Indeed, USGBC’s most powerful instrument of market transformation—LEED—was built by tens of thousands of technical volunteer hours. Free labor by "servant leaders". LEED has changed the way we buy, design and occupy buildings and created an entirely new market for sustainable materials and services. These volunteers know there is work to be done, so they do it.

I see that same ethos from our team at Seventhwave in the Friday morning meetings of the buildings team as they bring gnarly technical problems together and solve them collaboratively, or as our employees play Cool Choices in an effort to improve our own sustainable behaviors.

Last fall,  we also launched Accelerate Performance to empower owners to set energy use targets and to hold design teams accountable  and our team is working tirelessly with other committed partners to make this the new way thousands of owners contract for buildings. So, I see it in our staff volunteering to make change through ASHRAE, USGBC, AIA, AESP, and other professional societies specific to their expertise; and through the volunteer hours they contribute to prairie restoration, and shelter for the homeless, and public health care causes that inspire them. Seventhwave staff knows there is work to be done, so they do it.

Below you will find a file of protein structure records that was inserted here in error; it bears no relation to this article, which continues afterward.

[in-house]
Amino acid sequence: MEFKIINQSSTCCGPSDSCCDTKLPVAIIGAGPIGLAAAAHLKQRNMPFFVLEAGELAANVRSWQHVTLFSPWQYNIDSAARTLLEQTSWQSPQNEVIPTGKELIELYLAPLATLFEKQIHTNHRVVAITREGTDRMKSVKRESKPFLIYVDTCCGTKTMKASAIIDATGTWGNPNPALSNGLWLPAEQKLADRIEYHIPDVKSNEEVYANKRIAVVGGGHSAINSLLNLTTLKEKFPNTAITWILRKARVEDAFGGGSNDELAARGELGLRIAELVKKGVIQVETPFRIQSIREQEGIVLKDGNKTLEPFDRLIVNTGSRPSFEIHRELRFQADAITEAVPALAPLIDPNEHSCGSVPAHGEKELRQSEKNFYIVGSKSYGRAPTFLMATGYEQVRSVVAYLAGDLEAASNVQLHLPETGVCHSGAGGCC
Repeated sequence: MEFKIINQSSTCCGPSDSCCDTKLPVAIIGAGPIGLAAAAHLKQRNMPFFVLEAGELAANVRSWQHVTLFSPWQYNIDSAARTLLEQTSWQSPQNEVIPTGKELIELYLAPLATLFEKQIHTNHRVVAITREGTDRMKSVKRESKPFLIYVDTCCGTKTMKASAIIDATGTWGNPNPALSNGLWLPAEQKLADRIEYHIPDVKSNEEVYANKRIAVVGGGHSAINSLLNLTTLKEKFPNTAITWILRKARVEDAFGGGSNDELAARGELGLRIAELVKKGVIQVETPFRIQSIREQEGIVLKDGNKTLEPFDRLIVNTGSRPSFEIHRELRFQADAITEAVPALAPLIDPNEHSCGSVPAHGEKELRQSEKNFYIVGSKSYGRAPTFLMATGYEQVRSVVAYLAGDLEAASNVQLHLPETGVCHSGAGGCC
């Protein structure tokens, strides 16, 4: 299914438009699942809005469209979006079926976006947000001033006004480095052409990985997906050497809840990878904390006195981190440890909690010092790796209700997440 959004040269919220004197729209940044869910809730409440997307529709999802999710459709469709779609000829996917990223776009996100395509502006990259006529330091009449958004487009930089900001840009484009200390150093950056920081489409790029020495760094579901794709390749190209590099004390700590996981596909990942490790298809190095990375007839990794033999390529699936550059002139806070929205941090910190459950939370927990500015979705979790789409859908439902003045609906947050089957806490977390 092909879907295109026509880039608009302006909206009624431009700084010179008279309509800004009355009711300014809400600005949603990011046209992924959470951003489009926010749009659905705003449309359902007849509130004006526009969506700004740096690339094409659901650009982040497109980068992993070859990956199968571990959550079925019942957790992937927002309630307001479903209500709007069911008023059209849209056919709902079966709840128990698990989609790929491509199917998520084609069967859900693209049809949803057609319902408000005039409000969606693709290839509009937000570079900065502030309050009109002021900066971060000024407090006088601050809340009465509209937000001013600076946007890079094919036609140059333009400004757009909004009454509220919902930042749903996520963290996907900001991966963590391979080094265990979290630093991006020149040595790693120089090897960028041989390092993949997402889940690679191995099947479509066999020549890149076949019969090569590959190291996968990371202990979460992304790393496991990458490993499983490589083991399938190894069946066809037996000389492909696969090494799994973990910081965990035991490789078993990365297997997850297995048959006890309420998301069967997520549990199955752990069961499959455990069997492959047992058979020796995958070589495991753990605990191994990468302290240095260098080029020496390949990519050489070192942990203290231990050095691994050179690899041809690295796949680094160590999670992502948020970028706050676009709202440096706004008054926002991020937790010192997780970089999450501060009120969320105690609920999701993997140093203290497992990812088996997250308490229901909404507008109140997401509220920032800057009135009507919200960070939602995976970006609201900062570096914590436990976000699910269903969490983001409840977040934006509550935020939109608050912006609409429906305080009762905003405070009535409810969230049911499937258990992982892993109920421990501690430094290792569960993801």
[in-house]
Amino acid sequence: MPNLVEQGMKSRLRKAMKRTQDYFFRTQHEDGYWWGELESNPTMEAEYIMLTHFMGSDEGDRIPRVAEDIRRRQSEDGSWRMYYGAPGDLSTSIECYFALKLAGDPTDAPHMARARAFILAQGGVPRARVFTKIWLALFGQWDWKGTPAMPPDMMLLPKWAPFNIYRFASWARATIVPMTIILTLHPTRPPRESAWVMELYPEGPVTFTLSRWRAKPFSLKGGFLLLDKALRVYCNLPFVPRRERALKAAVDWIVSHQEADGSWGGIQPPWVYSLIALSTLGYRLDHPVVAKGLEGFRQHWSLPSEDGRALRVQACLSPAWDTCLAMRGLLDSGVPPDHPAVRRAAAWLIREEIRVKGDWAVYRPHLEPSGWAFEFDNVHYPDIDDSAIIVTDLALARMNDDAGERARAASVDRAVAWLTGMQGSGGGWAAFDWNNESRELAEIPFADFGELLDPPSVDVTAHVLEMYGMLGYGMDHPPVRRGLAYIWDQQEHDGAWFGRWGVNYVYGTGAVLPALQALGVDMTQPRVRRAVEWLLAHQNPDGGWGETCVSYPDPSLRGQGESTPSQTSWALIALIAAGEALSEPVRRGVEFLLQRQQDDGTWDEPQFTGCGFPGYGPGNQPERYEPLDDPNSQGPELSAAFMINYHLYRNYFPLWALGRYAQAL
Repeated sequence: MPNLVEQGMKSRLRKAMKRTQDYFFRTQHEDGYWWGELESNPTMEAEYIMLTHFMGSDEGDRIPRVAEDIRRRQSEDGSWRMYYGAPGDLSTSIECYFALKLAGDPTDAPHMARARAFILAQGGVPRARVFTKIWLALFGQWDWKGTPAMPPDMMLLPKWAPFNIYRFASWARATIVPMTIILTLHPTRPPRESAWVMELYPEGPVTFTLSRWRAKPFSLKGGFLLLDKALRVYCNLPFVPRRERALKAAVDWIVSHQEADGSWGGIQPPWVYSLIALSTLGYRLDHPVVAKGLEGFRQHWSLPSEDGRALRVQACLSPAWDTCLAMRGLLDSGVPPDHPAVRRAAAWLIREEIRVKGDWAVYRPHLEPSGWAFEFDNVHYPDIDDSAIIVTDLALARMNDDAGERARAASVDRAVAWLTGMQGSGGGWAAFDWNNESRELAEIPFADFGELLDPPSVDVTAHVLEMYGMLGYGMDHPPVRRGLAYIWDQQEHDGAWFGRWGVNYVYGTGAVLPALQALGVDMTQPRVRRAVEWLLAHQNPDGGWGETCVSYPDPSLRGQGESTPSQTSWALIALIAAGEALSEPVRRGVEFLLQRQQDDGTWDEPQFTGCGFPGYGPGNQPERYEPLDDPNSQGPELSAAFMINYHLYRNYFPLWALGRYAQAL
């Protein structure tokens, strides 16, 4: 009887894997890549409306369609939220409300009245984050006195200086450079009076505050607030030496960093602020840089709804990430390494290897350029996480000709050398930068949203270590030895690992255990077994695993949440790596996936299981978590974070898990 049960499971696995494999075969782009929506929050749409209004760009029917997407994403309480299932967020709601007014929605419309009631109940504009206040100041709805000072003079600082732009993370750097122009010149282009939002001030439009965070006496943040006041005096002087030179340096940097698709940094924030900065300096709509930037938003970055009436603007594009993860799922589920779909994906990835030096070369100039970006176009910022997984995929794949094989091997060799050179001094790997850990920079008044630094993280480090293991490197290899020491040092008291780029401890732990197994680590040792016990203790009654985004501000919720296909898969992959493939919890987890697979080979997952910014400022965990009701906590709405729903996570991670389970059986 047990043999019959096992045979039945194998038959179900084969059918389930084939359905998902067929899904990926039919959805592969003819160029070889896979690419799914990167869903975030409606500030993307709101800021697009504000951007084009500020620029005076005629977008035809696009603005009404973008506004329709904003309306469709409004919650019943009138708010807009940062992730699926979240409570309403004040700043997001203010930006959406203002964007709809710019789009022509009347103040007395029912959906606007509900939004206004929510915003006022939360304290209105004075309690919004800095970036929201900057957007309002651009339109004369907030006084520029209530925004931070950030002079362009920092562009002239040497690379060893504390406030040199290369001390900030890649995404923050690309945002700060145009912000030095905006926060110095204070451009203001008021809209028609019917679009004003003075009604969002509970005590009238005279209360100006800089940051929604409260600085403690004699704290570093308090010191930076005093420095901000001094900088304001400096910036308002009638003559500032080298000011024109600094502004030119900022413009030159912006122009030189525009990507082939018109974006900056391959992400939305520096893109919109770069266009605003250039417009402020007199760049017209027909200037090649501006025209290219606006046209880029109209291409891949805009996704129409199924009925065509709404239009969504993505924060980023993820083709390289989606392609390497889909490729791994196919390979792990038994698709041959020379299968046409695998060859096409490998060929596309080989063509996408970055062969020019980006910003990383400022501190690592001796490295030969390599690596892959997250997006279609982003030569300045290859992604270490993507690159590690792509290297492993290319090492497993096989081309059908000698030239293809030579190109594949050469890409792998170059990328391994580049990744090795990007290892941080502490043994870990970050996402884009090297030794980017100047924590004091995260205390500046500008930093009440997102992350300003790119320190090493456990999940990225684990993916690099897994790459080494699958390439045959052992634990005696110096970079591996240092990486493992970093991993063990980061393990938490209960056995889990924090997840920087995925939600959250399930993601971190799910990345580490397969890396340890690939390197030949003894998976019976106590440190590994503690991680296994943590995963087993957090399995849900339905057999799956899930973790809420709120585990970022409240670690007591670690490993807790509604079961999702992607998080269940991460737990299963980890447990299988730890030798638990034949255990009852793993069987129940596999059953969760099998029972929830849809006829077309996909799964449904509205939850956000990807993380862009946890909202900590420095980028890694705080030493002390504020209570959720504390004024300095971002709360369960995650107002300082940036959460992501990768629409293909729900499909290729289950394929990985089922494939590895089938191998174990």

Why? Why do servant leaders take on this work leading change before the rest of the world is ready, why do they put in the time and the energy and the patience to tackle this work?

labors of Love

I honestly think we do this work because of love...

Of course, we don’t talk about it in our budget meetings, but I believe that love is what drives us, servant leaders, in the green building movement  which is, after all, a human rights movement. 

Seventhwave is a rigorous, engineering-driven culture, so whenever I make a dramatic emotional statement, I’m asked by my colleagues: “Where’s your evidence for that? What’s the data?” And I thought about that  what is my evidence for love at the heart of our movement?

I see it every day in what drives us.

Some of us are driven by a love of nature that was inspired by a mom or dad or grandmother or grandfather. Some of us have made a friend for life through a volunteer project. Some of us have taken a break from volunteer work, only to answer “yes” when someone asks us to give just one more time. Some of us show our faith at work in the world through our work in sustainability. And sometimes, it’s even more mundane than that  pushing the environmental performance and the quality of a project even after the billable hours run out — or even when no one else was asking for that extra mile.

And we would do it all again...

We are the evidence. This is what love looks like in action. This is why Seventhwave has been successful. This is why the USGBC and its communities have been successful. This love in action is why, no matter what inevitable barriers to change present themselves, we will achieve our goal of sustainable energy use in buildings, and a green building for everyone within our generation.

Now. There is work to be done. So let us do it.